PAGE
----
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The Pete Alonso Dilemma: games in April count as much as games in September

2019-03-15

PORT ST. LUCIE — Pete Alonso is the type of slugger Mets fans would pay to see from Opening Day to the end of his tenure.

The reality is, if the Mets hold Alonso in the minors until a few weeks into the regular season, the team gains an extra year of control on the first baseman. The outcome of this disconcerting scenario relies on finding common ground in the best interest of both Alonso and the team.

It’s a good thing Alonso has the full support of Tony Clark.

“One game in April is the same as one game in September,” Clark said. “It can make a world of difference as to whether you’re shaking hands in October and excited about the postseason or you’re not. Therefore, having the best players on the field to start the season if they’ve earned that opportunity makes sense — makes sense for all involved.”

The 46-year-old Clark is a former All-Star first baseman and the current executive director of the Major League Baseball Players Association. He wants Alonso to break the recent trend of teams keeping young athletes down, regardless of star potential, due to service-time manipulation.

If the Mets decide to choose Alonso in the minors for three weeks, the team will control him for seven years instead of six. This line of thinking does not bode well with general manager Brodie Van Wagenen’s well-known “player’s first” mantra, so the Mets’ final decision will be an interesting one.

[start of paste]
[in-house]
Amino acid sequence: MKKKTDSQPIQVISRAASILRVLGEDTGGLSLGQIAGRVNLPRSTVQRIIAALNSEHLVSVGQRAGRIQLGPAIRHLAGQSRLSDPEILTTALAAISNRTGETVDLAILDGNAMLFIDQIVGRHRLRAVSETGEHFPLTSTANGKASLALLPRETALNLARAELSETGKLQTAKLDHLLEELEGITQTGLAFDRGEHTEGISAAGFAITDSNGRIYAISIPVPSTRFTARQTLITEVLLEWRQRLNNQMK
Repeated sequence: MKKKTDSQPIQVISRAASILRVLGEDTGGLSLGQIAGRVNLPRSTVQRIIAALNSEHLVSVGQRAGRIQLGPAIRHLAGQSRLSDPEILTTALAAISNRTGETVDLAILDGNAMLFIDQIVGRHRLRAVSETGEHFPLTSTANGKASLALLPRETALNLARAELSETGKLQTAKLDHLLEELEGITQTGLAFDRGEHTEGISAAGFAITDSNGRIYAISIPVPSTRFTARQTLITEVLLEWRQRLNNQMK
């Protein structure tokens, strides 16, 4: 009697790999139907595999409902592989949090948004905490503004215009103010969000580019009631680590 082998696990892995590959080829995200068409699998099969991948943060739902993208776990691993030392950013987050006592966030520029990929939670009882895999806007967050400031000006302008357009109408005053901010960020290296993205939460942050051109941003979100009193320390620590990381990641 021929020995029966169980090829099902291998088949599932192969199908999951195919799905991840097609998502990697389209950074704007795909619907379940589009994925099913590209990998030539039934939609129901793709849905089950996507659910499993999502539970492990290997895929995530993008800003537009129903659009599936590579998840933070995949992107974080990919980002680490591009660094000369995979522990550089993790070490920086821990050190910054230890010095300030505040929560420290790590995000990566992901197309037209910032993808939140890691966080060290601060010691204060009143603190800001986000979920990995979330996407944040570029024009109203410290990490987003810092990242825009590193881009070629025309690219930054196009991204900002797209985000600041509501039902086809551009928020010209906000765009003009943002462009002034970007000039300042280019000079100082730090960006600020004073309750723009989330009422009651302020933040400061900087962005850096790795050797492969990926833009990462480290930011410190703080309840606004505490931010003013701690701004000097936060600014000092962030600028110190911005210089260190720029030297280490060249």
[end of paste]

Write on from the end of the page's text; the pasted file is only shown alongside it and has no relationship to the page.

“Being able to say that you have the best players in the world on the field at all times is something you would like to be able to say,” Clark said. “In the current climate at this time we can't say that. And that's not even taking into account the free agents that are still at home that help teams win during the course of this year and moving forward."

Pete Alonso's performance could be for naught because of service-time manipulation. (Jeff Roberson / AP)

The approach for teams to gain an extra year of control is a strategy the Blue Jays are currently adapting with their top prospect Vladimir Guerrero Jr. The extra year will go a long way for organizations, especially if clubs have a limited shot at playoff contention. It’s causing debate in the industry and Clark made it clear which side of the table he’s on.

“We believe it’s hurting the industry,” Clark said.

Alonso has worked his way toward being one of the Mets’ best 25 players on the team. The 24-year-old first baseman leads the team in home runs (3) in 13 Grapefruit League games. He’s batting .368 with six RBI, four doubles and six runs scored.

Alonso’s power bat is far from surprising to anyone that follows the first baseman’s journey. He hit 36 home runs across two of the highest levels in the minors last year and added 119 RBI in 132 games.

The Mets did not call up Alonso likely in September so the team could gain an extra year of control on the slugging first baseman (though it cited poor defense as the reason).

“I hope that Pete continues to do what Pete has always done,” Clark said. “And I hope that he has an opportunity to break the squad as a result of the production that he's offered in spring training. And I say that despite the fact that I'm a little impartial to first basemen."